On the other hand, Igbo women control certain spheres of community life, just as men control other spheres. Women are perceived to possess superior spiritual well-being and headed many of the traditional cults and shrines. Things Fall Apart exemplifies these. For example, Chielo the priestess of Agbala, serves the oracle. Even none of the clan challenges her authority. Even in this tribal society mother tells stories to her children, even dares the superstitious beliefs to save her child. A tribal woman is wise to the ways of the tribe. Their words describe the feelings like pity and forgiveness. They try to adhere to sacred tribal customs but often time displays the courage of a tribesman. Again the annual cycle of productivity (planting and harvest) associated with the new moon also reinforces its connection the mother figure by evoking the monthly cycles of female fecundity in Arrow of God.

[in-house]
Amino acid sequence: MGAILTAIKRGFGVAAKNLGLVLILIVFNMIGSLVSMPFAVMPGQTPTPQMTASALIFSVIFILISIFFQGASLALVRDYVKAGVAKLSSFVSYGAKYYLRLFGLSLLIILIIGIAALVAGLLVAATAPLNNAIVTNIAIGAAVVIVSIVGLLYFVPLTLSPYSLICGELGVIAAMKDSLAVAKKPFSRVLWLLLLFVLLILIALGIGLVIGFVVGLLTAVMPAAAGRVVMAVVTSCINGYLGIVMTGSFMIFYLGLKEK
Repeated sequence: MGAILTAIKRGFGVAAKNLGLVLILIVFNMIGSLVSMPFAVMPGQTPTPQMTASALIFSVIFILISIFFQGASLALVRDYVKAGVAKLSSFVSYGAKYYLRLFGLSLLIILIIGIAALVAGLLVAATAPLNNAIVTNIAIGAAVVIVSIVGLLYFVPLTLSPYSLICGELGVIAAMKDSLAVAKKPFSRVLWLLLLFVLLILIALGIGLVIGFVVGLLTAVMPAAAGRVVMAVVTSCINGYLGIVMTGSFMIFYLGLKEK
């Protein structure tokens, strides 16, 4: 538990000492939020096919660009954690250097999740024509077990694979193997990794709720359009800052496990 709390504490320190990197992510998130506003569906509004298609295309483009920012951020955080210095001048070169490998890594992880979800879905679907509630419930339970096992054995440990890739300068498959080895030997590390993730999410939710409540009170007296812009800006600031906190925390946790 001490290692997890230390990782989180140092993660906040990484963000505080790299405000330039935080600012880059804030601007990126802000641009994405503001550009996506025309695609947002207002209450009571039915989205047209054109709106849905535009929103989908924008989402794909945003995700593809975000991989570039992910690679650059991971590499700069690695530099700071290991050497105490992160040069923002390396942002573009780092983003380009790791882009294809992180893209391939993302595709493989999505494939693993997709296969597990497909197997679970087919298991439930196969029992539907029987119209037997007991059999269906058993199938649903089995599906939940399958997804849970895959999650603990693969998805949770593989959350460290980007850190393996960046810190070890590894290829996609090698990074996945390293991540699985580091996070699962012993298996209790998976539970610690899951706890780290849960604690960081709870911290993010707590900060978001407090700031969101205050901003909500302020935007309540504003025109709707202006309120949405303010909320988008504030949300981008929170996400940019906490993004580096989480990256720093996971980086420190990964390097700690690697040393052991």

Igbo woman begins her life as an apprentice. If she survives the tender age (infant deaths), she assists her mother at home, on the farm, or in the marketplace. On the plight of infant’s death Don C. Ohadike said in his book Igbo Culture and History (page: XXXVI) “Until the beginning of the twentieth century, the Igbo threw away twin babies soon after they were born. People today are very reluctant to talk about it, for they cannot explain why they often prayed to God (Chukwu) for many children, yet when twins or triplets were born, the infants were left in the forest to die.” Read More Novel However, as she advances in age, she learns hard work, marriage- duties, social advancement etc. Achebe’s novels covers the journey of Igbo women hood -female circumcision, Igbo courtship, marriage, marriage process, bride price, the wife’s position, polygamy, family ranking etc. 

i. Igbo Homepage. 1998. Web 23 Nov 2011
ii. Reading as a Woman: Chinua Achebe's Things Fall Apart and Feminist Criticism (African Studies Quarterly | Volume 5, Issue 2 | Summer 2001 ISSN: 2152-2448) by Linda Strong-Leek